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bear by san

March 2017



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bear by san

[11:32] matociquala: I wonder if truepenny knows any useful Elizabethan terms for masturbation. *g*
[11:32] matociquala: Nashe is not helping me here.
[11:32] matociquala: *pets Tom*
[11:32] matociquala: (not that way)
[11:33] specficrider: petting Tom sounds like a good term
[11:33] specficrider: *g*
[11:33] matociquala: God help me, I'm about to use the word "prick" in a work of literature.
[11:33] matociquala: Shakespeare *has* corrupted me.
[11:34] specficrider: prick is a good anglo-saxon word
[11:34] allochthon: There are worse fates than being corrupted by Shakesspeare!
[11:34] matociquala: It's a wonderful word. I'm still blaming Will(y).
[11:34] matociquala: or Willie.
[11:34] matociquala: As the case may be.
[11:35] matociquala: Aha. Both Marlowe and Nashe have references to "playing with it." I guess that will do. Some euphemisms never change....
[11:36] matociquala: ...I don't believe I'm having this conversation with myself.
[11:36] jmeadows: *watches Bear*
[11:36] specficrider: hee hee
[11:36] matociquala: Some days, I love my job.
[11:36] specficrider: yeah, there are times ...
[11:37] specficrider: sex scenes tend to be those times ...
[11:37] specficrider: and the research!

Whoever hath her wish, thou hast thy Will,
And Will to boot, and Will in over-plus;
More than enough am I that vexed thee still,
To thy sweet will making addition thus.
Wilt thou, whose will is large and spacious,
Not once vouchsafe to hide my will in thine?
Shall will in others seem right gracious,
And in my will no fair acceptance shine?
The sea, all water, yet receives rain still,
And in abundance addeth to his store;
So thou, being rich in Will, add to thy Will
One will of mine, to make thy large will more.
Let no unkind, no fair beseechers kill;
Think all but one, and me in that one Will.

--William Shakespeare, Sonnet 135

If thy soul check thee that I come so near, 
Swear to thy blind soul that I was thy Will,
And will, thy soul knows, is admitted there;
Thus far for love, my love-suit, sweet, fulfil.
Will, will fulfil the treasure of thy love,
Ay, fill it full with wills, and my will one.
In things of great receipt with ease we prove
Among a number one is reckoned none:
Then in the number let me pass untold,
Though in thy store's account I one must be;
For nothing hold me, so it please thee hold
That nothing me, a something sweet to thee:
Make but my name thy love, and love that still,
And then thou lovest me for my name is 'Will.'

--William Shakespeare, Sonnet 136.

And they say literature isn't good for anything. It's the penis jokes, Bob. The penis jokes!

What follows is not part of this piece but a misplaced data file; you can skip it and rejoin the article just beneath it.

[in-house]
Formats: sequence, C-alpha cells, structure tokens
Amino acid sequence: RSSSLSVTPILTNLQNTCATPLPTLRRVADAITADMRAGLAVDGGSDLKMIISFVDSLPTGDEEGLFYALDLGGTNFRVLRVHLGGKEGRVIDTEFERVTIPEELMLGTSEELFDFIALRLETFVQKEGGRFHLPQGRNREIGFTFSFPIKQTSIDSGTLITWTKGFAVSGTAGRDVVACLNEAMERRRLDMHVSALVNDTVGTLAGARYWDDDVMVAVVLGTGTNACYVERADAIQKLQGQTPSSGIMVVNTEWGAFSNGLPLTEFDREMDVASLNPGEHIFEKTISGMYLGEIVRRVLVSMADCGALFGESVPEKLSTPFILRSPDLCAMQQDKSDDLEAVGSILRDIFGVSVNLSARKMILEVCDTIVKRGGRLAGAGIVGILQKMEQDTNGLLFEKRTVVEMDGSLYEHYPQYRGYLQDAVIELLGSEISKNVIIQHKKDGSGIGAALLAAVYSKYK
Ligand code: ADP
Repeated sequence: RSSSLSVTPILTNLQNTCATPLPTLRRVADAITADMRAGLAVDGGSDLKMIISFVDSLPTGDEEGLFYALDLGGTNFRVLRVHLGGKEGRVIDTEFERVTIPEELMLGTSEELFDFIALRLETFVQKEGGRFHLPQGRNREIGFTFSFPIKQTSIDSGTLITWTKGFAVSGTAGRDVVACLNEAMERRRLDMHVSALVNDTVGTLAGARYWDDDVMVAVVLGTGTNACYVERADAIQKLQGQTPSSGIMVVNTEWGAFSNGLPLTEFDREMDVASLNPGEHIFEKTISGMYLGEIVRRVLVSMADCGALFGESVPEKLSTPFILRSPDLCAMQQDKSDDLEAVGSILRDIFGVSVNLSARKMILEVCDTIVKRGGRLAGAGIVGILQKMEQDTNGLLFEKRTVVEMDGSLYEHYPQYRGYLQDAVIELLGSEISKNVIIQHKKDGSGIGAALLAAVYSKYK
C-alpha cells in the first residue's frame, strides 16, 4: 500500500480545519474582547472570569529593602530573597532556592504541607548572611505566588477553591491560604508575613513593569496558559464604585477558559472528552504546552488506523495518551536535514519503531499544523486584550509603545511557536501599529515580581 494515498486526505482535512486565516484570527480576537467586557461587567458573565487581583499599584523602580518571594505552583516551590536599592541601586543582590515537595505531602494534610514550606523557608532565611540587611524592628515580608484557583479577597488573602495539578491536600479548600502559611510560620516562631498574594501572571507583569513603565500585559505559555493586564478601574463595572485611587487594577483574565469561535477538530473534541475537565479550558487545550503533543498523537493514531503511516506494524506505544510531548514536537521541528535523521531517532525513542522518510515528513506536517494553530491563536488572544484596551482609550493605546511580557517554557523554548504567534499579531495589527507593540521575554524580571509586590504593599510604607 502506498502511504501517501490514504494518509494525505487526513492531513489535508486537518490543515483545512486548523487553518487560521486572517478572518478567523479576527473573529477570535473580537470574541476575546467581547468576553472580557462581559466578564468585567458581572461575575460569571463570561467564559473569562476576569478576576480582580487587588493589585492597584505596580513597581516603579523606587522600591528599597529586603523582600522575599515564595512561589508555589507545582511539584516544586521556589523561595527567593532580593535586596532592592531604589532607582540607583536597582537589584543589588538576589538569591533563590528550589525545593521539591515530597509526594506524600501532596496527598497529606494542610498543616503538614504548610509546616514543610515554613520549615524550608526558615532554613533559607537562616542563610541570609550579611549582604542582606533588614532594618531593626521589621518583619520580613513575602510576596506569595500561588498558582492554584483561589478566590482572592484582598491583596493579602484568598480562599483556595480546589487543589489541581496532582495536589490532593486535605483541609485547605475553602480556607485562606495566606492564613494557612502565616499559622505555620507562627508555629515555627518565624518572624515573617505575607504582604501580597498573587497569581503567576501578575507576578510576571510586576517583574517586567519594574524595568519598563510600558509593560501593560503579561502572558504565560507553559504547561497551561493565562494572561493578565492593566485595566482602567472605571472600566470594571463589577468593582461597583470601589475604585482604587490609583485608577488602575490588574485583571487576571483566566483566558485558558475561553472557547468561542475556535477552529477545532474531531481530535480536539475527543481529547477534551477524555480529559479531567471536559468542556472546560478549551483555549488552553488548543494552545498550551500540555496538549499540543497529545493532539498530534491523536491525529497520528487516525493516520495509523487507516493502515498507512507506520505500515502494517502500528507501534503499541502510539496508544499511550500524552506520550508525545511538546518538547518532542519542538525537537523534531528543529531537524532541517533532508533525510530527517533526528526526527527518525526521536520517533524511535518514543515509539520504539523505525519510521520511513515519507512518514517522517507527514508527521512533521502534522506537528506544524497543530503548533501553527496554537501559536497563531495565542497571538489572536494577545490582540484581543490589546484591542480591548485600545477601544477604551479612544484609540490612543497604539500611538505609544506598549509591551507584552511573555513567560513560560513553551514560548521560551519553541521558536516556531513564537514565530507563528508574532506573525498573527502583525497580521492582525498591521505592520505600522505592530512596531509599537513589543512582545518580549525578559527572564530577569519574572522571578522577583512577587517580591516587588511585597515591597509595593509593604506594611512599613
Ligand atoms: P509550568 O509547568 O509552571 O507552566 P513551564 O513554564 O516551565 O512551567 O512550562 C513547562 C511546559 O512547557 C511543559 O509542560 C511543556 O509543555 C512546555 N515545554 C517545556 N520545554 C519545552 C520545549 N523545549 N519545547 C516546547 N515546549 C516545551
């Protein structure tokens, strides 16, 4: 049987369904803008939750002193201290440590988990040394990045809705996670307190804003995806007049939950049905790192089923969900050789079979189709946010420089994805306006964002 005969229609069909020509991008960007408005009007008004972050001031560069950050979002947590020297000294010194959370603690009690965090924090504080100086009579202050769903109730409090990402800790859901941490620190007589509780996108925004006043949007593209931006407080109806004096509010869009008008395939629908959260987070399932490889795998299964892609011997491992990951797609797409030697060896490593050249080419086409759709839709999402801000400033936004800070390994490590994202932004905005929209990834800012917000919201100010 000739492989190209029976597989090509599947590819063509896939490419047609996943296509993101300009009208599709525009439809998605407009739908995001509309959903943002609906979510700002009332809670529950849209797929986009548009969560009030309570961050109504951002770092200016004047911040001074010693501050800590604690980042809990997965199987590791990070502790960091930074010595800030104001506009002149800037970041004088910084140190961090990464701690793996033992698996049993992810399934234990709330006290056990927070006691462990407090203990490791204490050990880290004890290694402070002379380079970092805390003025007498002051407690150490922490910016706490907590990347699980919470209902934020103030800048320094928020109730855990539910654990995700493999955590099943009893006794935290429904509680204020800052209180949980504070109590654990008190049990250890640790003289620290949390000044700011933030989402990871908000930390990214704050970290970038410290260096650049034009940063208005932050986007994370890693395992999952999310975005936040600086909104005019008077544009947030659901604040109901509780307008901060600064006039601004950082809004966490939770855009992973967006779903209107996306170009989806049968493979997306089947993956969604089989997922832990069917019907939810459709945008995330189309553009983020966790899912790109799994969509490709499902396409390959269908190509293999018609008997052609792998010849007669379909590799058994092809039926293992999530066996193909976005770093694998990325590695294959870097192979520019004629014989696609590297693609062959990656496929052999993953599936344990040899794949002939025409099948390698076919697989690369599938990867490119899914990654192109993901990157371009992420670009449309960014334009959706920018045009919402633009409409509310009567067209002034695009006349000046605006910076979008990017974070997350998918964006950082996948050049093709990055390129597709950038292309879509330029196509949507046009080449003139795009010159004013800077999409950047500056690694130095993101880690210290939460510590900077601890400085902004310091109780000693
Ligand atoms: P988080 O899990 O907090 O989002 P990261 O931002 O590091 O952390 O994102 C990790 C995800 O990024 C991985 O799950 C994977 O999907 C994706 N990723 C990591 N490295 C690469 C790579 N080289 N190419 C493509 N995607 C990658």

I can't quite figure how sodomy comes out of capitalism when sodomy predates it by so many hundreds of years.


*snort* And now I won't be able to see the word "will" for the rest of the day without being, um, filled full with wills.

"Do what thou will" shall be the whole of the law.

I suppose the usual reading of "Do what thou wilt" is right out, though.

Re: Ay!


Re: Ay!

Love is the law, love under...Will?

*is so 12*

Re: Ay!

you so fit RIGHT IN around here.

Re: Ay!

For Elizabethan masturbation refs, you may want to consult Shakespeare's Bawdy, by Eric Partridge; it's the standard reference work for this sort of thing. :)
*g* But that one's not in the pil on my desk, you see, unlike all these other ones!

You should see this pile, seriously. My desk looks like I'm writing a dis on Elizabethan/Jacobean drama with some sort of bizarre side foray into the Gunpowder Treason. Maybe "Arrest Record of Ben Jonson, 1597-1605"?

You've probably got one just like it....

Give us this day our daily sonnet

In case you haven't seen it yet, today's Guardian has a piece on the sonnets which seems to be mainly an extended plug (if you'll pardon the expression) for a forthcoming TV play.

Re: Ay!

This is so not the day to have been forced to realize that my book of Shakespearean insults has gone missing!
Okay, this is an old entry now, but I had to mention this. You are very very bad for me.

Our wedding decor seems to have picked up a semi-conscious and only half-obeyed "ocean" theme. So, when I told Colin I'd been thinking of including a snippet of Shakespeare on the wedding invitations, he remarked that he, and probably most people, just glaze over at the sight of poetry on such things (Presumably because it's usually something hallmarkish). I thought about this. Then I thought about the temperament of my friends, and couldn't think of a one who, if they bothered to read it at all, wouldn't keel over. So the choice suddenly ceased to be parts of Sonnet 116, and I sent this as part of the invitation text e-mail:

If you can fit it and the whole is legible still, adding this to the top would be nice:

The sea, all water, yet receives rain still,
And in abundance addeth to his store;
So thou, being rich in Will, add to thy Will
One will of mine, to make thy large will more.
William Shakespeare

We are pleased to be a bad influence.